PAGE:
Locked up and livestreaming: Inside the thriving social media scene of Mancunian prisons
Prison officers 'can’t or won’t' monitor illicit smartphone use, which has created a world of YouTubers and TikTok influencers on the prison estate
Dear Millers — If you’ve heard of the social media giant TikTok, you’re probably familiar with the different communities thriving on the video channel. There’s BookTok, who make or break bestsellers; WitchTok, who help pagan newbies via video tutorials, and now…PrisonTok.
PrisonTok is thriving in this city, and while using a smartphone while locked up is strictly against the rules (prison inmates risk adding an extra two years onto their sentence if caught with a smartphone), if you browse TikTok or YouTube, it’s clear that plenty of prisoners are willing to take that risk. So what is going on? And how can a crime that is so easy to spot be carried out minus consequences? We investigated.
Editor’s Note: We’ve paywalled this investigation part-way down to incentivise those of you on the free list to upgrade to the sunning-yourself-in-Bali-level luxury of a full subscription. “Why should I bother upgrading?“ Dear reader, imagine access to:
16 stunning features for £7 a month — or closer to a fiver, if you pay for the whole year up front. That’s an inbox replete with news about the city you live in for the cost of one and a bit city centre pints or one Boots umbrella that will break because it’s too flimsy for Manchester’s mighty levels of wind.
Our members’ events — meet other Millers, hear Mancunian authors wax lyrical on where this city’s headed. We have our birthday coming up soon, and big plans are brewing.
The unparalleled joy of a clear conscience, peaceful in the knowledge that your contribution gives us the time and manpower necessary to report in-depth stories and hold corrupt institutions and individuals to account.
Your Mill briefing
Maqsood Ghulam Ahmad, a diversity advisor to the government and chief executive of the British Muslim Heritage Centre — which aims to forge good relations with other faith groups — has stepped down from his latest role as a director of Pennine Care NHS Foundation Trust after a collection of anti-Israel tweets were found to be linked to his official NHS profile. Ahmad has been a member of the trust, which provides mental health services across Greater Manchester, since 2021. Ahmad liked tweets referring to “Zionazis” and suggesting Keir Starmer and Shadow Foreign Secretary David Lammy have been “bought and paid for” by pro-Israel lobbyists. A spokesperson for Campaign Against Antisemitism told the Jewish Chronicle: “These comments are horrific. It is staggering to think that someone with these views held such significant positions.”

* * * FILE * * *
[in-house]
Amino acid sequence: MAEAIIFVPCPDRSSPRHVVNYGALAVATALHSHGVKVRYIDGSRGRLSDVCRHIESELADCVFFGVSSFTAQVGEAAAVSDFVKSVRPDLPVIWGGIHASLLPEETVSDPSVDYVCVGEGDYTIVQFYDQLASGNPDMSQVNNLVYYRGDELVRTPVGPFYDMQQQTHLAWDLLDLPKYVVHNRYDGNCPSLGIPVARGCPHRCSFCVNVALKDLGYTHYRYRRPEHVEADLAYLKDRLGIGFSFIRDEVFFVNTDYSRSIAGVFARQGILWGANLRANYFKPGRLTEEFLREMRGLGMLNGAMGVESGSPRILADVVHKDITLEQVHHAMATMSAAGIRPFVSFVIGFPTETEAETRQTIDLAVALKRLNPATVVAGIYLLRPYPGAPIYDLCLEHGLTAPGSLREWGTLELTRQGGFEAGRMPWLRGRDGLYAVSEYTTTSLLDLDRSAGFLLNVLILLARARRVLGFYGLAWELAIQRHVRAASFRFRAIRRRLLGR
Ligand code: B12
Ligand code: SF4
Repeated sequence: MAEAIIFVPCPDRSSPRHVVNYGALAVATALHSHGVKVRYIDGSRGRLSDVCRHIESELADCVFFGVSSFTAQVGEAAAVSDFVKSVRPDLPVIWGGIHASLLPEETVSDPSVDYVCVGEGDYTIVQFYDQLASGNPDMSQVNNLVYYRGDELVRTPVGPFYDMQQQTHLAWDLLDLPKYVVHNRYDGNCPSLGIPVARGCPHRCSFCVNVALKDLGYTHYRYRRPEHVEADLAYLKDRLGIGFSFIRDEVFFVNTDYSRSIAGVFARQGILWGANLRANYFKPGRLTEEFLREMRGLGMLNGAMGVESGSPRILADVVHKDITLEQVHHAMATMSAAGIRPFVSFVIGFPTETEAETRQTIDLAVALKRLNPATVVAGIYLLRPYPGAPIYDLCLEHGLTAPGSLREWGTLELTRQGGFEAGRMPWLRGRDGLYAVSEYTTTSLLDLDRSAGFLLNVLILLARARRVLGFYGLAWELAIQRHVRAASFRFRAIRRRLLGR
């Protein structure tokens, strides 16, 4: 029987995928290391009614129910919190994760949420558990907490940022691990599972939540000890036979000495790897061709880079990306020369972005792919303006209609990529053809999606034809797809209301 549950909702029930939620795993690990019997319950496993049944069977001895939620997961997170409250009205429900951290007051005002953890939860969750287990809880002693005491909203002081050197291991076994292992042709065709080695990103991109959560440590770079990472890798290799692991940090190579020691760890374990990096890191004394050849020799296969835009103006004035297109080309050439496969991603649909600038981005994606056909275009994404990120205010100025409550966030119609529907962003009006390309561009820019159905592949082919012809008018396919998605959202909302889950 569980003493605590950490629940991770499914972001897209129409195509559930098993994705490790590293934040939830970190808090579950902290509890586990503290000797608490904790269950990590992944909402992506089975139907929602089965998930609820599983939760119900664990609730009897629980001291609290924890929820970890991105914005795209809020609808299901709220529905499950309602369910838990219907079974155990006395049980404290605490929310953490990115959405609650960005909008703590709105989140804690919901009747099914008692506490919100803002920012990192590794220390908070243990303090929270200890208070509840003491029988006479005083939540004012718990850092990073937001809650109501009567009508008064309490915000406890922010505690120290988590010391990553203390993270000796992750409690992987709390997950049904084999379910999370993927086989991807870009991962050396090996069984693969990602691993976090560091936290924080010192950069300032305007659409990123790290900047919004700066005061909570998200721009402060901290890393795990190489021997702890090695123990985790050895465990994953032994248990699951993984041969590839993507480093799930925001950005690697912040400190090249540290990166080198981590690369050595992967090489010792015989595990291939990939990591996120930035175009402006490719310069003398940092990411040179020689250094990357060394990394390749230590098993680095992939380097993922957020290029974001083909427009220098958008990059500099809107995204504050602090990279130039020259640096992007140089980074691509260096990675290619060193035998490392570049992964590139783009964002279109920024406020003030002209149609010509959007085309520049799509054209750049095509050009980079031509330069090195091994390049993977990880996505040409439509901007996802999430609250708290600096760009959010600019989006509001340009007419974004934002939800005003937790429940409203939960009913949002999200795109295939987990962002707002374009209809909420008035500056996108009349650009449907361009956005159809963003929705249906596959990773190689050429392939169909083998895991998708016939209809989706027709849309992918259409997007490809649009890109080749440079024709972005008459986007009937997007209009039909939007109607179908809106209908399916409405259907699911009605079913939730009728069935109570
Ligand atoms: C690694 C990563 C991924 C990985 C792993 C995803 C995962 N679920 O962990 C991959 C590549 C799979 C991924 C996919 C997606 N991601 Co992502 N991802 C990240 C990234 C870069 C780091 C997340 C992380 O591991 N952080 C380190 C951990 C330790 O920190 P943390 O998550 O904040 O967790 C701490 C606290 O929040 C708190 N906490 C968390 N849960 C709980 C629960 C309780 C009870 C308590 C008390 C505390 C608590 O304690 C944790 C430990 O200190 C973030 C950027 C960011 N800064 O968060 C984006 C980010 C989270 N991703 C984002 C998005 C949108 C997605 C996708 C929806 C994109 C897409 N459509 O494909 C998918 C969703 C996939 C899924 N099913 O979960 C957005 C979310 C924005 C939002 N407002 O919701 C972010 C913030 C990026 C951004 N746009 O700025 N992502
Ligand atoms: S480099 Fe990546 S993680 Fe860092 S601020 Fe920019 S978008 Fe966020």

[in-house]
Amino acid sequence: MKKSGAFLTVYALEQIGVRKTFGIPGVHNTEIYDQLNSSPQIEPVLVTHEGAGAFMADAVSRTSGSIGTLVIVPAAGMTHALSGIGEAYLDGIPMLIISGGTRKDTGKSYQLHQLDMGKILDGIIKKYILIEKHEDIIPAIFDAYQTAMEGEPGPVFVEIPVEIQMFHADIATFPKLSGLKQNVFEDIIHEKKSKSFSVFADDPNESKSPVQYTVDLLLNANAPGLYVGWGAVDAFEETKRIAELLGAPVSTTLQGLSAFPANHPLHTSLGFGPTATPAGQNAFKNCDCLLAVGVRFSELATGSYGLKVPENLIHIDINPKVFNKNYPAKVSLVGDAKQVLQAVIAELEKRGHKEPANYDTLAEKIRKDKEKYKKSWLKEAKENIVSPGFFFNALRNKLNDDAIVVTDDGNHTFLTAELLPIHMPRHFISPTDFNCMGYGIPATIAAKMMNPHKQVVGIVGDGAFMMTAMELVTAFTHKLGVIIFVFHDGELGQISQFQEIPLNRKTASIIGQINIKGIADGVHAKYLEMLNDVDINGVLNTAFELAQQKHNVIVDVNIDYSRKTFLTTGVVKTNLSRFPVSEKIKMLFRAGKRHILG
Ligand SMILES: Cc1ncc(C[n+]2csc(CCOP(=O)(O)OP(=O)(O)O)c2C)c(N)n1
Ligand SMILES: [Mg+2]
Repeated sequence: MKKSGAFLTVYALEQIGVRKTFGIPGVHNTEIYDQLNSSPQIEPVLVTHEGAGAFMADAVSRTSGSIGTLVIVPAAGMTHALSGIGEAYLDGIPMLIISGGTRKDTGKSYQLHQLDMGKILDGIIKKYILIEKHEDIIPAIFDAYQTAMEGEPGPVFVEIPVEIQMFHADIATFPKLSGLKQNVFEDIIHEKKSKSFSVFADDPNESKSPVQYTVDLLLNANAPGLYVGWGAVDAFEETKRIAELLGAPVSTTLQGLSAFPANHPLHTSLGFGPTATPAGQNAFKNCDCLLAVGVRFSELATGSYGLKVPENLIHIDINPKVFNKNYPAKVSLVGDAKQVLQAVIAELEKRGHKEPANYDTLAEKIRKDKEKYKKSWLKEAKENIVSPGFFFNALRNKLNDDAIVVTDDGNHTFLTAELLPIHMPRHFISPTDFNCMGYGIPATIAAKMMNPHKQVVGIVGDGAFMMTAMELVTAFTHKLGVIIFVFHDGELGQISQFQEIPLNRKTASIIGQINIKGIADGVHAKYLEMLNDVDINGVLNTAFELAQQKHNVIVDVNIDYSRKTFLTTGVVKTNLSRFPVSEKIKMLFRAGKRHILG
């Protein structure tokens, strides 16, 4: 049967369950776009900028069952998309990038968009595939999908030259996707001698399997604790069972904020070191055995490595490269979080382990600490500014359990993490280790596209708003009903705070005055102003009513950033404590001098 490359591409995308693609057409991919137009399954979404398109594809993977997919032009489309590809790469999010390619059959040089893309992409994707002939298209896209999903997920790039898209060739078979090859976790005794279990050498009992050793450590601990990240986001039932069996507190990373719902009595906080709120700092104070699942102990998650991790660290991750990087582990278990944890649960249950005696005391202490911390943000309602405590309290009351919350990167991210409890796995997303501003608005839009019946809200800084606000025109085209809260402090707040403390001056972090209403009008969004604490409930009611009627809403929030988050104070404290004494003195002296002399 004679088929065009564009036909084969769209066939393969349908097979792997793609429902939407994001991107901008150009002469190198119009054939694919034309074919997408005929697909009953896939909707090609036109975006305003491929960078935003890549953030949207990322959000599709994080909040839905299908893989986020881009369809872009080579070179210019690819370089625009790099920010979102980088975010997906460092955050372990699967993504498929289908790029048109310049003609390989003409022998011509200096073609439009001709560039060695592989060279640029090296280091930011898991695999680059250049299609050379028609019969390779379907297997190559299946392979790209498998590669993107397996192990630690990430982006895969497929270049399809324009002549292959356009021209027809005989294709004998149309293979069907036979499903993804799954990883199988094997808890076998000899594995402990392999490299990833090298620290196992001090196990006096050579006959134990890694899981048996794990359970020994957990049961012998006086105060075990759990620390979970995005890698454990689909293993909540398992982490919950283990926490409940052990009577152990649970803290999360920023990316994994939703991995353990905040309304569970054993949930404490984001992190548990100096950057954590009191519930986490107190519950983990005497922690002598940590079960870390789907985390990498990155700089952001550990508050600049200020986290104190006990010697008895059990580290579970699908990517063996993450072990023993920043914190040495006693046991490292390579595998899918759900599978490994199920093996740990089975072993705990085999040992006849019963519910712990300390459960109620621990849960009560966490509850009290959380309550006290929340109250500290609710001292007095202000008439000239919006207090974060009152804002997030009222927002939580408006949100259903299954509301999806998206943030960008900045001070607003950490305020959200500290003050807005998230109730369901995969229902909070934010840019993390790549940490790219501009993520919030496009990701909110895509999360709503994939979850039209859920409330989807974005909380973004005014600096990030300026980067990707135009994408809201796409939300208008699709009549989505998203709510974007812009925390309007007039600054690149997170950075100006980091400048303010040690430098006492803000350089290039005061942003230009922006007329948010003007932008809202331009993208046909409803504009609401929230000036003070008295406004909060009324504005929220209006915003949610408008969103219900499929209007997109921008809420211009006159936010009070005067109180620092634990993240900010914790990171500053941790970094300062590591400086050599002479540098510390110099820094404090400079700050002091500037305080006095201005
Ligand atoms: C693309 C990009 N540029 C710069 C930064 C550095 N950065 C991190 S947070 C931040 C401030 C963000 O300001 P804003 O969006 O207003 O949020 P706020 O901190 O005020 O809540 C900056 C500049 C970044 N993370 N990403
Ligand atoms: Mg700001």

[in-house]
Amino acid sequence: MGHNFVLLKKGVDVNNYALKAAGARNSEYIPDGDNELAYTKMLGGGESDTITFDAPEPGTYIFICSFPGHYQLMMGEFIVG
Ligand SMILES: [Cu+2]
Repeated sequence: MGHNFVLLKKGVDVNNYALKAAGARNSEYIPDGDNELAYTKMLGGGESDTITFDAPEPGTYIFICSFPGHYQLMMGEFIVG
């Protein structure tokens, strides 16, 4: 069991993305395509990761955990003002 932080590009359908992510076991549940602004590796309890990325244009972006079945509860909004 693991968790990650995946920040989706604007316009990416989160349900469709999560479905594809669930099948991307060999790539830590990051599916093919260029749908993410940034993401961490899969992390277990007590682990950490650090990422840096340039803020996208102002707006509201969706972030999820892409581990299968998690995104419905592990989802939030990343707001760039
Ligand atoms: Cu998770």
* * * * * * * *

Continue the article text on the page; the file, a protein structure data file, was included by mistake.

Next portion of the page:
A Sudanese doctor from Manchester has told The i that “time is running out” for him and his family to escape Khartoum, the capital city that has descended into conflict. Dr Ahmed Hassan travelled to Sudan’s capital with his wife and children two weeks ago to visit his father, who is ill. They are now trapped amidst the fighting between Sudan’s armed forces and a paramilitary group with no clear way to escape. Ahmed said he could not get “any clear answer” from the UK embassy on whether his family would be helped.
A self described “gay superstore” was attacked for the third time in six weeks on Tuesday. A red motorcycle pulled up outside, with an assailant jumping off to repeatedly smash the shop’s windows. The owners of Clonezone, on Sackville Street, have described the attack as a “premeditated, targeted hate crime” and say that “the police response has, in no uncertain terms, failed us”. GMP’s Chief Inspector Adam Wignall said: “We are providing ongoing support to the owners of the shop, whilst we thoroughly investigate these incidents.”
Sir Jim Ratcliffe is proposing a deal that would allow the current owners of Manchester United — the Glazer family — to remain stakeholders in the club, should they decide to sell it to him. This may not go down well with United supporters, who for years have said they want the Glazers out of the club entirely, who they say have “driven our club into the ground”. Before Sunday’s match, a group of United supporters plan to march from the city centre to Old Trafford under the banner: “full sale only”.
By The Mill Team
It’s a grainy video, filmed on an overcast day, and it shows a prison yard. A ramshackle red-brick building is in the frame — it looks like HMP Manchester, which adds up — the title of the video is “Strangeways Prison”. The cameraman, holding a smartphone from one of the upper windows, takes a shot of the exercise area below, where inmates are milling around. Suddenly there’s a loud thump. “One’s hit the roof,” says the man filming, just before a prison siren goes off.
An inmate dashes away from the group over to the edge of the yard. As he approaches a red painted line on the ground that says “DO NOT CROSS”, a soft white package the size of a sausage falls out of the sky and slaps down on the tarmac. The inmate stuffs it in his pants. “Get that up your hoop, lad,” says the cameraman, using a slang term for a body part beyond the reach of sunlight. Another inmate runs over to a second package, stashing it just before the prison officers arrive. This is Prison TikTok.
Illicit mobile phones — which have been reported in Manchester prisons at least as far back as 2013 — have proliferated to the point that there is now a thriving social media scene depicting inmate life. It’s not exactly Solzhenitsyn but watched at length, these YouTube videos and TikTok snippets convey the prison experience — hours of extreme boredom punctuated by moments of horror, violence and despair.
Keep reading with a 7-day free trial
Subscribe to The Mill to keep reading this post and get 7 days of free access to the full post archives.